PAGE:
We expect our annual effective tax rate (excluding the benefit from ASU 2016-09) for 2019 will approximate 25.5%, which is consistent with 2018 and a reduction compared to our historical rate of approximately 38.5% due to the impact of U.S. tax reform.

Our effective tax rate is dependent on our results of operations and may change if actual results differ materially from our current expectations, particularly any significant changes in our geographic mix. Due to ASU 2016-09, we expect our effective tax rate will fluctuate from quarter to quarter, particularly in periods when employees elect to exercise their vested stock options or when restrictions on share-based awards lapse. We recorded an $8.8 million tax benefit from ASU 2016-09 for the three months ended

14



March 31, 2019. Additional tax benefits could be recognized related to stock option exercises in 2019 from grants that expire in years after 2019, for which we have not included any expected benefits in our guidance. The estimated impact related to ASU 2016-09 is subject to several assumptions which can vary significantly, including our estimated share price and the periods in which our employees will exercise vested stock options.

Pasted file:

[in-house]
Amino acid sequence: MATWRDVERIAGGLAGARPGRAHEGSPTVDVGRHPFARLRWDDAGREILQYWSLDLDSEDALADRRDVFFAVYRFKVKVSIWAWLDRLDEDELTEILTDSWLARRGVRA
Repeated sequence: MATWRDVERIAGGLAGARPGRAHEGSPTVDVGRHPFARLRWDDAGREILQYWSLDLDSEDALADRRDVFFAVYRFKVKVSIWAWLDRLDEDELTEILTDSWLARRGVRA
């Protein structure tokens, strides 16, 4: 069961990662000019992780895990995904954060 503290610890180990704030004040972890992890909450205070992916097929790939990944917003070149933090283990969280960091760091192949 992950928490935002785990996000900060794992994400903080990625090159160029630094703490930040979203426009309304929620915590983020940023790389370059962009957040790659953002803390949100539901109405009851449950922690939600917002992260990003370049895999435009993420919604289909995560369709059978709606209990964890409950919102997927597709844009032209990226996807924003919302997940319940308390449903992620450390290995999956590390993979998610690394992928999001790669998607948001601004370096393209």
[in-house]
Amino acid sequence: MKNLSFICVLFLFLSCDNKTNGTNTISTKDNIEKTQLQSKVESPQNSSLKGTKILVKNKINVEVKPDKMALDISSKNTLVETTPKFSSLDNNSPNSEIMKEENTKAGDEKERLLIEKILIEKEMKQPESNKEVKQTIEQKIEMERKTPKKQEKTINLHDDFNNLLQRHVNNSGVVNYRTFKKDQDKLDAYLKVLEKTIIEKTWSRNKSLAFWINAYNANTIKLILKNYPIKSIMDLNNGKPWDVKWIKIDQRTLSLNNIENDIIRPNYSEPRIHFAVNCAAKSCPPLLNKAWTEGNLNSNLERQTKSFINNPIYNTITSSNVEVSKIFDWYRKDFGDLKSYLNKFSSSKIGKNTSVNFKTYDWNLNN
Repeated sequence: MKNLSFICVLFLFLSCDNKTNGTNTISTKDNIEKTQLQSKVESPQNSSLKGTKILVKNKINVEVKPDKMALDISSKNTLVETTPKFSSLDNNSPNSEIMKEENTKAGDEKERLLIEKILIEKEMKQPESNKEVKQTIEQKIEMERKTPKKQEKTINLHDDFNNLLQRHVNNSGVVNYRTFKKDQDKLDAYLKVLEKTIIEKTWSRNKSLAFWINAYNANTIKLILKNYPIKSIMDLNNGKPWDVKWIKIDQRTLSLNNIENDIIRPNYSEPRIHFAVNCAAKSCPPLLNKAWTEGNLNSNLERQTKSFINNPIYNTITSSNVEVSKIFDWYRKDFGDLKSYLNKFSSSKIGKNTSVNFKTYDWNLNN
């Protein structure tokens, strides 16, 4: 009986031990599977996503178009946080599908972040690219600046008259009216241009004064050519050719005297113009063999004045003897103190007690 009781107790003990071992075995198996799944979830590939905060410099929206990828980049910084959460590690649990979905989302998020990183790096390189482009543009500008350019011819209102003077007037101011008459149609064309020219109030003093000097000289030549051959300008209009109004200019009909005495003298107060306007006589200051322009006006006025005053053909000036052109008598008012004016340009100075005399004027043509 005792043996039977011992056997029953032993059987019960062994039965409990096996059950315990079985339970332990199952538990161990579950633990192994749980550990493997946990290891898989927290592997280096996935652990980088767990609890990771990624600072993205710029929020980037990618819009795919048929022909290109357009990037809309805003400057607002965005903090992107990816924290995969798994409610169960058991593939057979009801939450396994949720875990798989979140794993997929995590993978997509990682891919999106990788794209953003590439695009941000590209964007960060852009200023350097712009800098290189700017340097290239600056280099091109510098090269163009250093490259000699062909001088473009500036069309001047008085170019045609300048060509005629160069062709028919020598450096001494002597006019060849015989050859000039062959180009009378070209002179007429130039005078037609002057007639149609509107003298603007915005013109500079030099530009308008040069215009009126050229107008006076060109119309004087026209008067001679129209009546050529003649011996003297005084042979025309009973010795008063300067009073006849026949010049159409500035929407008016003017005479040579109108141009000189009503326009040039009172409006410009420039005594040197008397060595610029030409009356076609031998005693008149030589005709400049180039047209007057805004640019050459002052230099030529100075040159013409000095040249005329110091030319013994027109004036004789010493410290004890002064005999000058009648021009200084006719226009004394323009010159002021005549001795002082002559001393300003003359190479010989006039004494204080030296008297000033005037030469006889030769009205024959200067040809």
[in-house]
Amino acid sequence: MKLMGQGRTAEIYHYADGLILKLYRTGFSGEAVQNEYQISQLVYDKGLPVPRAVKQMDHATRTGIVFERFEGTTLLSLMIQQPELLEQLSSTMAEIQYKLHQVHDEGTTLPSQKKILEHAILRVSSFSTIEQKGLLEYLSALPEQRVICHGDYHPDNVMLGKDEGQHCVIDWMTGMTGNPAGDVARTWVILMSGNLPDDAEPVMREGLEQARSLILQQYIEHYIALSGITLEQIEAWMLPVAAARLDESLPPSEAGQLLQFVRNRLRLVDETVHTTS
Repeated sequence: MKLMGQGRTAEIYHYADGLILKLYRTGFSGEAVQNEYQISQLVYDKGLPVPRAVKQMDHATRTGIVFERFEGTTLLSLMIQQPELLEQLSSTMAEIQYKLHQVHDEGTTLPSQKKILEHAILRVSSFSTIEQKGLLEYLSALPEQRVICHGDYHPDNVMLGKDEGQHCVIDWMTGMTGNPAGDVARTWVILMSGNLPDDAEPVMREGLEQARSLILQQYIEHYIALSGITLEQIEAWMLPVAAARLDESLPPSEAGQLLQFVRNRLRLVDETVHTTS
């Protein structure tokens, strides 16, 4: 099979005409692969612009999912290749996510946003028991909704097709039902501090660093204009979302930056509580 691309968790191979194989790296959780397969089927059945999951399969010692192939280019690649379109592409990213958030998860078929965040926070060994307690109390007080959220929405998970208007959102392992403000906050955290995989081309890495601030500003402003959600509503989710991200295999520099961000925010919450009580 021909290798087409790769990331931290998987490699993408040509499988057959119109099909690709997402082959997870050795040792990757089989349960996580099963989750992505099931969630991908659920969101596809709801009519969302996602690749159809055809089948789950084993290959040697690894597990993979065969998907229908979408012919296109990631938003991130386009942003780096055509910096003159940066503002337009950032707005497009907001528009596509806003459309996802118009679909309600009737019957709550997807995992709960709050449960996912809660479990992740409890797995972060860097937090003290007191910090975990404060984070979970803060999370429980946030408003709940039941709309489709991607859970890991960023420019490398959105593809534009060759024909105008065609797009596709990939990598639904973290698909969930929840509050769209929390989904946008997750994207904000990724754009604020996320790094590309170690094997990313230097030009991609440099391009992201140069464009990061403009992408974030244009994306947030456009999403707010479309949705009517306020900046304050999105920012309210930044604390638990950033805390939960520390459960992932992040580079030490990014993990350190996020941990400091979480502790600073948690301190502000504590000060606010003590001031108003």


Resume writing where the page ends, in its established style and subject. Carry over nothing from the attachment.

Excluding the impact of timing differences from our strategic inventory purchases made in the second half of 2018, we expect cash provided by operations will approximate net income for the 2019 fiscal year. We anticipate that we may use approximately $150.0 million to $200.0 million in cash for share repurchases in 2019, subject to additional authorization by our Board of Directors.


RESULTS OF OPERATIONS
As of March 31, 2019, we conducted operations through 369 sales centers in North America, Europe, South America and Australia.

The following table presents information derived from the Consolidated Statements of Income expressed as a percentage of net sales:

 
 
Three Months Ended
 
 
March 31,
 
 
2019
 
2018
Net sales
 
100.0
%
 
100.0
%
Cost of sales
 
70.8

 
71.7

Gross profit
 
29.2

 
28.3

Operating expenses
 
22.8

 
22.6

Operating income
 
6.4

 
5.7

Interest and other non-operating expenses, net
 
1.1

 
0.6

Income before income taxes and equity earnings
 
5.3
%
 
5.1
%

We have included the results of operations from the acquisitions in 2019 and 2018 in our consolidated results since the acquisition dates.

Three Months Ended March 31, 2019 Compared to Three Months Ended March 31, 2018
The following table breaks out our consolidated results into the base business component and the excluded component (sales centers excluded from base business):
(Unaudited)
 
Base Business
 
Excluded
 
Total
(in thousands)
 
Three Months Ended
 
Three Months Ended
 
Three Months Ended
 
 
March 31,
 
March 31,
 
March 31,
 
 
2019
 
2018
 
2019
 
2018
 
2019
 
2018
Net sales
 
$
587,320

 
$
582,822

 
$
10,136